1. That sucks paprkulr. Makes me glad I cook more at home these days. This has happened to me many times over the years and so I've gotten very picky about my table. It's become almost a strategy game for me. If I think a group is likely to get out of hand I simply won't be seated near them, I'd rather leave if that is my choice.
            I've learned not to bet on a loud group leaving soon just because the waiter is clearing away their dessert dishes. Big mistake. The last time I got trapped in a bad situation was not an f bomb but an aftershave bomb.
            After my friend and I were seated and had ordered, an elderly couple was seated in the next booth and the old guy must have dumped some men's cologne or aftershave over his head. Our food came shortly after and it was one of those rare times when we really had to eat and get on to the next thing on our quest log or I would have tried to pick a little and then get it to go. I couldn't taste my food because of the cologne in the air. It was a small place and I don't know if another seat would have helped. I just had to do the food as fuel thing and move on. As for confronting them, sounds like they all packed up on you like wolves. This is probably not a good idea but I wonder what would have happened if you had pretended to make a u tube of their behavior? Probably would have incited a riot or something.
            If it wasn't so loud you could have pretended to complain about them to someone on your phone. Probably would not have worked either. Sorry that happened to you.

            1. Sorry to hear about your experience. You're not the first, you won't be the last.

              1. I would have been that woman who stopped her husband if he tried to say something. Not a good idea to confront an obnoxious stranger who has been drinking. Especially one in a Party of 8..:-) You may have thought you were being nice about it but he not so surprisingly didn't did he. Considering how the staff neglected to handle the situation (your being regulars and all) it's up to you whether to go back or not.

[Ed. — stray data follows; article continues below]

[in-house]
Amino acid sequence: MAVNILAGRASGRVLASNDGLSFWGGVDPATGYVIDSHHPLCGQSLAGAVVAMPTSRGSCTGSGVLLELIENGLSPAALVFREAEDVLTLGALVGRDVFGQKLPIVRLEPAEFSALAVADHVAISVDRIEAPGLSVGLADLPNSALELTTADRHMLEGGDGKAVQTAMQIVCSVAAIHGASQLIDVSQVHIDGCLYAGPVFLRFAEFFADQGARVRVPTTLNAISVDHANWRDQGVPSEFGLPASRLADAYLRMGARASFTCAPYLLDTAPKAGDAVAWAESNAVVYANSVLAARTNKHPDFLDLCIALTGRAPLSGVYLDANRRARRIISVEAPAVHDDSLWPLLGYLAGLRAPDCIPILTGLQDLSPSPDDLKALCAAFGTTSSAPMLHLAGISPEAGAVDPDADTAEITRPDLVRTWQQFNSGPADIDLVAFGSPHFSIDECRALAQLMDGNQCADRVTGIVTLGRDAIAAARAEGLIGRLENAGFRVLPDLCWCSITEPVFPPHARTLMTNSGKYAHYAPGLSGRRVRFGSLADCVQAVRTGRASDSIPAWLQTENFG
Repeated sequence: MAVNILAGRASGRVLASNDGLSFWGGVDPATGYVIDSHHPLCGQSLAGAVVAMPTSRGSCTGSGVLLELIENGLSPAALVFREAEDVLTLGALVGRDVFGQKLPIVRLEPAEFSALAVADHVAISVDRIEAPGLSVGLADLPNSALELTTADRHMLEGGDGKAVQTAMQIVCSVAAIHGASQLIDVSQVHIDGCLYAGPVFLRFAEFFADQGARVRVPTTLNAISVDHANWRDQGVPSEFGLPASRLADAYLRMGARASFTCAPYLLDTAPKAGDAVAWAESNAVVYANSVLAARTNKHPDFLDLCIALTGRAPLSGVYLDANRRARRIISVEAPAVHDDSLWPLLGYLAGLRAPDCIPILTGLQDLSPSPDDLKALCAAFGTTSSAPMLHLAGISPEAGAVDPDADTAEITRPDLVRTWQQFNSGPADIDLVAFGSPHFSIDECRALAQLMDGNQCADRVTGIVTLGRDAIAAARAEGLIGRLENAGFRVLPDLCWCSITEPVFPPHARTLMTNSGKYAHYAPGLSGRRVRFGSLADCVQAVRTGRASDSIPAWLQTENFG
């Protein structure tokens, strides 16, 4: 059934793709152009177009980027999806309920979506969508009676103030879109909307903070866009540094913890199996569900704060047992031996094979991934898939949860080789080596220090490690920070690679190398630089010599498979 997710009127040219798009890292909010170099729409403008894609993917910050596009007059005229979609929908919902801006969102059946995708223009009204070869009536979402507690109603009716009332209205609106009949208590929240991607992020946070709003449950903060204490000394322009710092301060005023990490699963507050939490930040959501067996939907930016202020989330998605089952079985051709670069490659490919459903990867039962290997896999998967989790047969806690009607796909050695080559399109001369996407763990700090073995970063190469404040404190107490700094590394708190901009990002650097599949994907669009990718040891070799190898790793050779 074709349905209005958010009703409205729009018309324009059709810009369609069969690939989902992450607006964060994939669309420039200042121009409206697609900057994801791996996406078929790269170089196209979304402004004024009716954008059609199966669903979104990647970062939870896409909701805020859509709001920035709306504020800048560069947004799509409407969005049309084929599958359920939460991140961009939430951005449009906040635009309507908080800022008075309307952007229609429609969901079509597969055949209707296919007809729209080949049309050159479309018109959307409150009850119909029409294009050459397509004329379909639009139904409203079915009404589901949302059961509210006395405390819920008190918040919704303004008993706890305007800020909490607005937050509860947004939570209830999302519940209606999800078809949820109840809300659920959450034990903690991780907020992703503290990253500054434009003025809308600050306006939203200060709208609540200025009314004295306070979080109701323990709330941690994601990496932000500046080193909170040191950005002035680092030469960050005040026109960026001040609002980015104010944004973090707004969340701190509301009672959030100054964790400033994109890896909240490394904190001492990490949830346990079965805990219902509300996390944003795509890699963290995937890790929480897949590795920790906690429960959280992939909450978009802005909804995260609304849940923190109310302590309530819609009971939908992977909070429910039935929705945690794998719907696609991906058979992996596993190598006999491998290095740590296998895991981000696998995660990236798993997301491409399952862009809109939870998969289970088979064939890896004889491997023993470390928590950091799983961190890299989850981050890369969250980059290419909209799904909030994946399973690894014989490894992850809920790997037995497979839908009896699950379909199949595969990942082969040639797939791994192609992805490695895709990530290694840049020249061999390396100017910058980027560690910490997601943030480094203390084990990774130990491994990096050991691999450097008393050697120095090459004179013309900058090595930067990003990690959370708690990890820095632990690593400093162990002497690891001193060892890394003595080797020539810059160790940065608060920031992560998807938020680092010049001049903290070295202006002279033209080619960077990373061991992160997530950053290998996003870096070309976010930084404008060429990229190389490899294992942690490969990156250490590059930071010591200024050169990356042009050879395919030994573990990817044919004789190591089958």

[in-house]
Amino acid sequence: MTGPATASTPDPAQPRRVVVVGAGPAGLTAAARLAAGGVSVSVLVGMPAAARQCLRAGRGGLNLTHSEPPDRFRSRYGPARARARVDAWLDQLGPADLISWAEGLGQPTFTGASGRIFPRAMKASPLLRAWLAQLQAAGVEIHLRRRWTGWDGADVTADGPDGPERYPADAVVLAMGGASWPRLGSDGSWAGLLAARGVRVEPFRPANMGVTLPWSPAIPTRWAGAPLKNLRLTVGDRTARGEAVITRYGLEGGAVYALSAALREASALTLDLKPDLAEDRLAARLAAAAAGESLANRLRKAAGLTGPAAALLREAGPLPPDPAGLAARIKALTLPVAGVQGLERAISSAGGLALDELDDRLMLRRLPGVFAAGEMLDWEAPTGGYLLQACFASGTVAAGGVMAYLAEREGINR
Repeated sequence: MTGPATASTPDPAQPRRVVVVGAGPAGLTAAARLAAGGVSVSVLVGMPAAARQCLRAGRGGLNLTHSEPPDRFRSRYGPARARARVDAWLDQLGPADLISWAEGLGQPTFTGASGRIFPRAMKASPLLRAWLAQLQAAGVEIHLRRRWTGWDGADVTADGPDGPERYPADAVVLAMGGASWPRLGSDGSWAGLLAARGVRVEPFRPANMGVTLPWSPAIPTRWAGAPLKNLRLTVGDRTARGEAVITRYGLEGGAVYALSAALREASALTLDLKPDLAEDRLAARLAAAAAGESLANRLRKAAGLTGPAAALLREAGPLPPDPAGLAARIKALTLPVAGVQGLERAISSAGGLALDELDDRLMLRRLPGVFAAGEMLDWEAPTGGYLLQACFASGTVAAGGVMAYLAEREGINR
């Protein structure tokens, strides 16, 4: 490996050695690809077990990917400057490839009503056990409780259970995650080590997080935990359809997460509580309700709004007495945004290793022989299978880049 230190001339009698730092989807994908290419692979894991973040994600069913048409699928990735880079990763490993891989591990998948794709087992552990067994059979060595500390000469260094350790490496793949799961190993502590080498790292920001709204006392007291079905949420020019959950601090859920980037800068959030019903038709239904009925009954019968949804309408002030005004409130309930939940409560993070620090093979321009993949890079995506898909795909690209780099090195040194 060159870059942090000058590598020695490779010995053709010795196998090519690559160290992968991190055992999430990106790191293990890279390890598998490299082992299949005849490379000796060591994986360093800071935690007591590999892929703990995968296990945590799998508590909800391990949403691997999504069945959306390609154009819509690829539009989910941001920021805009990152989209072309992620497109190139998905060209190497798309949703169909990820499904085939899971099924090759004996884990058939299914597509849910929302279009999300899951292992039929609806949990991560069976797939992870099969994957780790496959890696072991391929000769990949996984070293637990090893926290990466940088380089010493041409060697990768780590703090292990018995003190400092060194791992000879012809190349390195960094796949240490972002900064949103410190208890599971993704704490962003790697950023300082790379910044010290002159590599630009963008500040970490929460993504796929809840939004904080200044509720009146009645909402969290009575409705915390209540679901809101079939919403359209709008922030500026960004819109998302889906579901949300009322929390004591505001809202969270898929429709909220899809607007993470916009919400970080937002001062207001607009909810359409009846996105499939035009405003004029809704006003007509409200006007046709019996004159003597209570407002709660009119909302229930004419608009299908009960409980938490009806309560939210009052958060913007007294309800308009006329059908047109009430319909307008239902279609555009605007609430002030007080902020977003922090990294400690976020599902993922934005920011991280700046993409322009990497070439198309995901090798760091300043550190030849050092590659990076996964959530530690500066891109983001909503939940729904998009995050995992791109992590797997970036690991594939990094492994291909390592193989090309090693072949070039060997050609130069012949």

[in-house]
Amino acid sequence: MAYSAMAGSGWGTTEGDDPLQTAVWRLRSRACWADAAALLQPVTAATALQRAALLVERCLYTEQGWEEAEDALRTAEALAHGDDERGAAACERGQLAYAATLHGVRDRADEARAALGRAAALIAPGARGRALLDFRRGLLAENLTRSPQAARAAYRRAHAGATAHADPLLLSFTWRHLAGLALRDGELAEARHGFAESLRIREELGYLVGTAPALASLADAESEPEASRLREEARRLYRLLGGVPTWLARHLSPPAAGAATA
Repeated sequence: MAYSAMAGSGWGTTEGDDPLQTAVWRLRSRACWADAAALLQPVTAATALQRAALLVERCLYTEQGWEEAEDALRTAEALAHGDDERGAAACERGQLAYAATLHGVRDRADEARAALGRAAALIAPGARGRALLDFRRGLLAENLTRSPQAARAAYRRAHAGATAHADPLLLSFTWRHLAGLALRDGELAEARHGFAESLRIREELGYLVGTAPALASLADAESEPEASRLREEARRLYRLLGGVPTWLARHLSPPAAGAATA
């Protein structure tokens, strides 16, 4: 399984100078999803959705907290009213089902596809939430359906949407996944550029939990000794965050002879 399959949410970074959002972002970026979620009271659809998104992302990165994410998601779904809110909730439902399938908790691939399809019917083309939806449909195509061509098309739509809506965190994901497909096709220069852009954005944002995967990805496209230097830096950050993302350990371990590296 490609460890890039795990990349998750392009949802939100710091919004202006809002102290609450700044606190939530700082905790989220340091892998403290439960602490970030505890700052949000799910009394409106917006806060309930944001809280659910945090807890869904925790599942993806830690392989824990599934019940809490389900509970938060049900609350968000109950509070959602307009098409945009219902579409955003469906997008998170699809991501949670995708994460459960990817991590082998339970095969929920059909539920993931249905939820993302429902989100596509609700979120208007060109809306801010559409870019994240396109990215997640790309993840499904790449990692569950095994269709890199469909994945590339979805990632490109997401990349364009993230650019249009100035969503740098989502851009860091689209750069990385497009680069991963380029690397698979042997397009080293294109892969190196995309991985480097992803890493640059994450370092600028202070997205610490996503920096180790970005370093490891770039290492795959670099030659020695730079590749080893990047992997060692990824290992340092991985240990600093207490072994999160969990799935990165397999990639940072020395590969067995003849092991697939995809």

4 Replies
                1. re: miss_belle

                  She didn't talk to the manager. She talked to a female employee.

                  Sadly, there are lots of people who do nothing in any circumstance. This includes watching, and walking away, from lots of horrible things. It seems to becoming customary to 'not getting involved', not say anything for fear of something or another, no matter what the problem.

                  1. re: latindancer

                    I absolutely agree. Not wanting to get involved is not a sufficient excuse, if you have the ability to prevent a possible tragedy. Obviously you need to use common sense (do not go over to a strangers table and begin yelling at them nose to nose), but if you see someone drinking excessively, say something to a manager to at least make sure that the drunk does not get behind a wheel. If everyone assumes that someone else will say something, no one will.

                    1. re: NicoleFriedman

                      That's quite a reach...who said a drinker was driving

                    2. re: latindancer

                      "She talked to a female employee" does the fact that it was a female negate the complaint??? I think not. If the situation was not abated that female employee had the obligation to tell her management. It is a management problem. Obviously by the reaction of the offenders to the complaint anything more assertive would have increased the danger for all parties. If the manager got no results then to the police. It is called disturbing the peace.